Du Bois, Martha and Mary: The Message of Work We Perpetuate

15268-hard-work-doesnt-guarantee-successLately, well at least the last few days, I have been meditating on the concept of rest and play. Lord knows that I work too hard, every day, all day, and hardly leave enough room for the two in my life. As I spent time in my Word just this week, I mediated on Jesus’ words in Mark 6 – “Come away by yourselves to a secluded place and rest a while.” I told myself that this is what I needed and then spent the next 48 hours doing anything but, thinking that I simply had too much to do to rest.

Before going to bed last night, I pulled out a book I had been reading for a least a month – the Souls of Black Folk by W.E.B du Bois. Most of what I read, I could barely make sense of because I was just too tired and exhausted. But du Bois’ prophetic writing got my attention as I read these words:

“Among this people (black people) there is no leisure class… here ninety-six per cent are toiling, no one with leisure to turn the bare and cheerless cabin into a home, no old folks to sit beside the fire and hand down traditions of the past; little of careless, happy childhood and dreaming youth. The dull monotony of daily toil is broken only by the gayety of the thoughtless and the Saturday trip to town (or Friday night outing to Barnes and Noble). The toil, like all farm toil, is monotonous, and here there are little machinery and few tools to relieve its burdensome drudgery. But with all this, it is work in the pure open air, and this is something in a day when fresh air is scarce.”

In one paragraph, du Bois summed up my life and my family’s life up to this point. The moments of leisure and rest are few and far between and we usually force ourselves upon them, feeling utterly guilty (at least me) when we are not toiling that cursed soil (Gen. 3). Unable to find a fulltime permanent livable wage job, my husband pieces together work here and there, sometimes working between 70 – 80 hours a week. I recently took on an additional seasonal job, in addition to my fulltime work, just to earn a little extra money to pay outstanding hospital bills from last summer’s c-section. All of this does not speak of the time that we spend strategizing how we will get beyond this current point, looking for jobs, filling out resumes, networking (for my husband), or just cultivating relationships with family and friends, cooking, cleaning, writing, and the list of duties, responsibilities, and work goes on and on and on.

I know my family’s experience is not unique – many families of color and low income families spend their lives doing the same. Working. Toiling. Laboring. Just to barely thrive. Just to put food on the table, gas in the car, and clothes on our back. We are not living lavish lifestyles, neither do we wish to. We just want to get to a point where our income exceeds our expenses. It seems like a fleeting pipedream.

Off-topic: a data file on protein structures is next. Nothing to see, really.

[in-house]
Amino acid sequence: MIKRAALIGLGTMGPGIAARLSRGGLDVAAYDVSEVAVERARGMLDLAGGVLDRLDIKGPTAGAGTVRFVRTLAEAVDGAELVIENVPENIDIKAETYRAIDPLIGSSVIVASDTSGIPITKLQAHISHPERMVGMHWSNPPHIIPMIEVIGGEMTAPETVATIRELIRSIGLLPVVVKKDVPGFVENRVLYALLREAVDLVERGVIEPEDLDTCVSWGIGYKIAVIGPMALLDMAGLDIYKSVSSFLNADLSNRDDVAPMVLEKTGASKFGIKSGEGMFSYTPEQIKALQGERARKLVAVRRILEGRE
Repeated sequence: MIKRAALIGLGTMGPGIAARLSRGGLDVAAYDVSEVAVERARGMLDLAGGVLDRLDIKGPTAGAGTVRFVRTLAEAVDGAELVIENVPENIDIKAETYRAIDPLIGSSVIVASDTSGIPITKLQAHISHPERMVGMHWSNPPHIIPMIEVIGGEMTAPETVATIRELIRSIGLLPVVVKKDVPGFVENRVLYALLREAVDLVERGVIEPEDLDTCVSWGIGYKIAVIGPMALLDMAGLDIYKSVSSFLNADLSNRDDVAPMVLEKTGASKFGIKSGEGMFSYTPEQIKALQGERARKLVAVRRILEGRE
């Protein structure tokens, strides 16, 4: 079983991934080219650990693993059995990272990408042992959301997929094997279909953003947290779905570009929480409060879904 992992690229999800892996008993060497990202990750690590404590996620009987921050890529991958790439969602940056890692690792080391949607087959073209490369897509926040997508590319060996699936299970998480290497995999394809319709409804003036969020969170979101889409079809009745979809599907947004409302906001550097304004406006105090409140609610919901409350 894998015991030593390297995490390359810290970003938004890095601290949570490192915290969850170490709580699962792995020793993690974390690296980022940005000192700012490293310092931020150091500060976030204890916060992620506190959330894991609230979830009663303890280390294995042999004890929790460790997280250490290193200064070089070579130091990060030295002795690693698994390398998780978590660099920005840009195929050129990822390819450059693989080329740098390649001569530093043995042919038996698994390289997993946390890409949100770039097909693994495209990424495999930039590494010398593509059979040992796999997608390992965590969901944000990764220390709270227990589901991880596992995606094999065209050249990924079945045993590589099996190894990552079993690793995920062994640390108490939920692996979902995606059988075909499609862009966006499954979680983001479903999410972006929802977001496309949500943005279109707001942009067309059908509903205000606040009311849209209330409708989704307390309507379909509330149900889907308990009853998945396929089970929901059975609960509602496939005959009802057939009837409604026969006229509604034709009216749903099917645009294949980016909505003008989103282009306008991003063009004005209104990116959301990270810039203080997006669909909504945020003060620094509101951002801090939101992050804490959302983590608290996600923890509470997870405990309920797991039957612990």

In spite of our hard work, the message that we keep receiving is that we are not working hard enough. Politicians, policymakers, government leaders, and generally that impenetrable 1% alike keep saying that the proof is in our lack of means, and blame our inability to make it on our lack of education, training and sexual habits – all untruths that misdirect the culpability of this inequity and place blame on the victim instead of the perpetrators of injustice.

After all of this, I go to pray. Mostly because its bed time and I need to say something to God before I go to sleep even if it was a few unintelligible words. But as I pray and reflect, I think about the passage in Luke 10 on Martha and Mary. I think about the cultural demands on women in that time (and throughout time) that forced them into a servant class, waiting on men left and right, cooking, cleaning, being the sole responsibility of their children and other things. These expectations, not Martha’s type-A personality or need to please, was what drove her to opt for keeping house as opposed to resting at Jesus’ feet like Mary did. In fact, we have to realize that Mary took a risk, placing herself among the men, positioning herself as if she was their equal in intellect, status and class.

Martha expected Jesus to rebuke Mary for her insolence. I am sure that any other man would have done that. Instead, Jesus challenges cultural norms and expectations and gives Mary permission to rest. His example invites Martha, and people bond to cultural demands everywhere to do the same. Rest. Shed the burdens and expectations of the society that surrounds you. Play and don’t feel guilty doing so. Just be and resist the demand to do.

The reality is that we live in a society that day in and out gives us a different message that is contrary to Jesus’ invitation to rest. People of color, immigrants, low income people and all of those who are economically vulnerable in any way, hear on a daily basis that they are not working hard enough.  And then society and powerful structures reinforce the need for people to work harder by keeping wages abysmally low, arguing that raising the minimum wage to even $9.50 an hour (mind you this is NOT a livable wage) will hurt job creation. In Minnesota, a family cannot subsist on minimum wage working a regular 9 a.m. – 5 p.m. No, that family will have to work upwards of 80 hours a week, oftentimes more than 90 just to afford a two bedroom market rate apartment. This is not rest, nor does it give room for people to rest. Its craziness.